Gear list

We tend towards minimalism in our everyday life, so when it came to our gear, we knew we were going to go as light as we could. As this was our first trek in Nepal, we did some research in advance to make the best decisions we could. We were happy with almost everything we had and would only make few changes to our gear lists.

Here are our choices and suggestions based on our experience of 20+ days on the road.

Final packing list:

  • Hiking shoes or boots. Waterproof. Worn-in.

  • Socks. Merino wool, 100%. Three pairs. Darn Tough.

  • Sandals. Something to rest your feet in the evenings.

  • Underwear. Three undies, two sports bras. All quick-drying.

  • Hiking pants. I didn’t need zip-offs but he did. Dark colour is good.

  • T-shirt. Lightweight merino dries quick, doesn’t stink.

  • Long-sleeve shirt. Mid- or light-weight. Merino didn’t stink ever.

  • Yoga/lounge pants. To wear around the lodge, as PJs. He preferred running shorts.

  • Tights/Long johns. Layering under lounge pants or under hiking pants.

  • Mid-weight hoodie. Mine has a built-in, lightweight, puffy vest.

  • Shell jacket. Water and wind proof, and lightweight.

  • Warm jacket. Down-filled puffy. Stuffed small. Layers with shell.

  • Mittens. Windproof, but able to dry fast. Mitts > gloves.

  • Warm hat. Something that covers your ears too.

  • Sun hat. Wide brim. Preferably with a string to stay in place.

  • Neck warmer. A thick, warm neck wrap.

  • Water bottle. One litre, can also be used as hot water bottle.

  • Water purification. Iodine works well, is lightweight, uncomplicated.

  • Tooth brush, paste, floss. Small, travel sizes.

  • Skin care. SPF 50+ that you will use, bar soap, baby wipes, hand sanitiser.

  • Eye care. Sunglasses, prescription glasses, daily contacts.

  • Foot care. Bandaids, blisterpacks, medical tape. Nail clippers.

  • Hair care. Hair elastics, bobby pins. Comb.

  • Medications. Ibuprofen, vomex/gravol, something for altitude. Prescriptions.

  • Electronics. iPhone, camera, battery pack, cords, adapter.

  • Headlamp. With fresh batteries.

  • Papers. Passport, permits, visa, cash. Plus a pen.

  • Small, waterproof bag. A 1 litre bag for electronics, papers, medication.

  • Sleeping bag. Just a fleece liner or minimal quilt, and rent blankets as needed. We had rented bags in Kathmandu but regretted this. See below for our ideas about all this.

  • Backpack. This list all fit easily into my old 28L pack.

  • Random extras that were used:

    • Safety pins for hanging clothes.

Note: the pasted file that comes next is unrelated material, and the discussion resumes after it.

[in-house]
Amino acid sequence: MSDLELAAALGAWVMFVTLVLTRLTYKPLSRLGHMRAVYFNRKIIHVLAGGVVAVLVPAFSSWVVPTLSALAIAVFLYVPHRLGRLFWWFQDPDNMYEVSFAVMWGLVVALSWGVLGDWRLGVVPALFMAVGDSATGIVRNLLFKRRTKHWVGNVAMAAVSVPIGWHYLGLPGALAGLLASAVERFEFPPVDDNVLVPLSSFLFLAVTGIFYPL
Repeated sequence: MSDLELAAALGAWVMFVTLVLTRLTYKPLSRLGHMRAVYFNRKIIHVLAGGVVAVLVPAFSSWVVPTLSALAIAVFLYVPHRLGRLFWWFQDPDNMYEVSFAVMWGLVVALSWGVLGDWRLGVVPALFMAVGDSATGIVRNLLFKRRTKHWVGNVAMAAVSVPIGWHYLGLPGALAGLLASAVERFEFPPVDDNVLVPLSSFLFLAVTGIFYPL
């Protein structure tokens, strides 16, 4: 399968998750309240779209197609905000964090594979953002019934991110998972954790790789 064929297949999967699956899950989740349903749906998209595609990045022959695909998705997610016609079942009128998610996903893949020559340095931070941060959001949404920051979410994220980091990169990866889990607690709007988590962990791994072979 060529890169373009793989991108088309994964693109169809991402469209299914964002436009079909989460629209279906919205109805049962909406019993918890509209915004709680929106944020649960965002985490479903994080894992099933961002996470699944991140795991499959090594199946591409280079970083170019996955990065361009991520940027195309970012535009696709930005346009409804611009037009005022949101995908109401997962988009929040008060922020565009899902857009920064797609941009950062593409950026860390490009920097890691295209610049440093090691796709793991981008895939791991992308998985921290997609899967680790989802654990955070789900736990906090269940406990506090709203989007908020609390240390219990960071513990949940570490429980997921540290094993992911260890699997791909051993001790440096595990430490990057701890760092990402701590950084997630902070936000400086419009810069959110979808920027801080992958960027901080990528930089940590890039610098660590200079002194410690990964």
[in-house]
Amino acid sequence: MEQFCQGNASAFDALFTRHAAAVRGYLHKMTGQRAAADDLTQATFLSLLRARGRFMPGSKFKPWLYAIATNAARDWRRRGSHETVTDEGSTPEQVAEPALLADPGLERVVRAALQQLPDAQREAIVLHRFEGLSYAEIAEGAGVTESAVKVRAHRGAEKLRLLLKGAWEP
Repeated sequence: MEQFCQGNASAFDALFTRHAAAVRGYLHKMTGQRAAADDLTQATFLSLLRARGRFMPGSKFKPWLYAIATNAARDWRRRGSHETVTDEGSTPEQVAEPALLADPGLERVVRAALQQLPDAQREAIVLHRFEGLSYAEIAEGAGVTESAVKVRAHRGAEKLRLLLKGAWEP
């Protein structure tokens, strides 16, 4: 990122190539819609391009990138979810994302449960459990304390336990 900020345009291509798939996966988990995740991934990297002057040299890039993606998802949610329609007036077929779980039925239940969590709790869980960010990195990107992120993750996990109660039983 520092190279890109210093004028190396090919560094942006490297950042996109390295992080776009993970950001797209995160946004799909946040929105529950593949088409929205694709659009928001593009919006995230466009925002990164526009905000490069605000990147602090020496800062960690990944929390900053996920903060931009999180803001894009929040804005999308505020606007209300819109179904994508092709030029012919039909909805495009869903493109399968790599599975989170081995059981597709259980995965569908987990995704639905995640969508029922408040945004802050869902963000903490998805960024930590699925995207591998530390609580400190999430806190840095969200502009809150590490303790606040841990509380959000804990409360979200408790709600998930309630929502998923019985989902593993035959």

• Extra ziplock bags.

    • Needle and thread.

    • Trekking map of the region.

    • Tampons or menstral cup.

    • Vitamin tablets* for flavour to cut the iodine taste, stay healthy, encourage hydration. No, these were not necessary, but we liked having them and only used about half a tablet per litre. This kind. *Follow instructions on iodine: vitamin C can stop water purification by iodine when you add it before the process is completed!

What we found to be unnecessary:

  • Extra shirts, extra pants. Just choose stink-proof fabrics and wash when needed.

  • Makeup, jewelry. No one cares what you look like. Just be clean and you're fine.

  • Too many electronics. You won't want to be carrying the extra lenses, cords, devices, and battery packs. One device to read, one to photograph. Done.

  • Towel. We brought at travel towel but lost it early on and found we didn't miss it. Between wet-wipe-showers and using your clothes to dry off, we were fine without.

  • Snack, candy, extra food of any kind. Every lodge along the road sells cookies and candy. Many also sell soap, batteries, hats, and lots of other small items.

  • Sleeping bags. Given the choice, we would either go without and use blankets at the lodges or only bring a quality, ultralight quilt. Bags were too heavy and rarely needed.

This is a tough one to keep minimal as the Manaslu trek brings you from 30°C and humid jungle to a wind-swept -17°C mountain pass. We managed happily.

Our plan: wear one outfit for walking, one for evenings/sleeping. This way, the clothes get a chance to rest, and you get a chance to spot clean or hand-wash anything as needed and can still wear the next day.

Get the right fabrics to avoid stink, and to reduce washing & drying times. If you bring just enough clothes in the right weights, you can layer just about all your clothes all at once for the coldest day of your trek (and your pack will be light!). The hardest thing is to not bring too much.

Don't bring any clothing too precious. All your clothing will smell of yak dung fires by the end of your hike, no matter how much you wash. You also don't need to buy an entire new wardrobe at great expense and 


We created a budget and exchanged our Euros to Rupees at a bank in Kathmandu. Our arrangement with our guide was to pay for meals and lodges ourselves so we would need to bring enough cash to cover our daily expenses. 

Our research suggested a budget of ~$25USD/day per person. In the end, we had lots of cash leftover to pay for our hotel and eating out in Kathmandu.

The average lodge bill (which included evening meal, overnight stay, and breakfast) was approximately 3,500–4,000Rs for two people. Lunch usually cost around 1,000–1,200Rs per person. Things are more expensive the more remote you are so costs will fluctuate.

One thing that may add to your lodge fees: many lodges will add a fee for the recharging of your phone, camera, and battery packs. This fee was usually no more than 1,000–2,000Rs per device.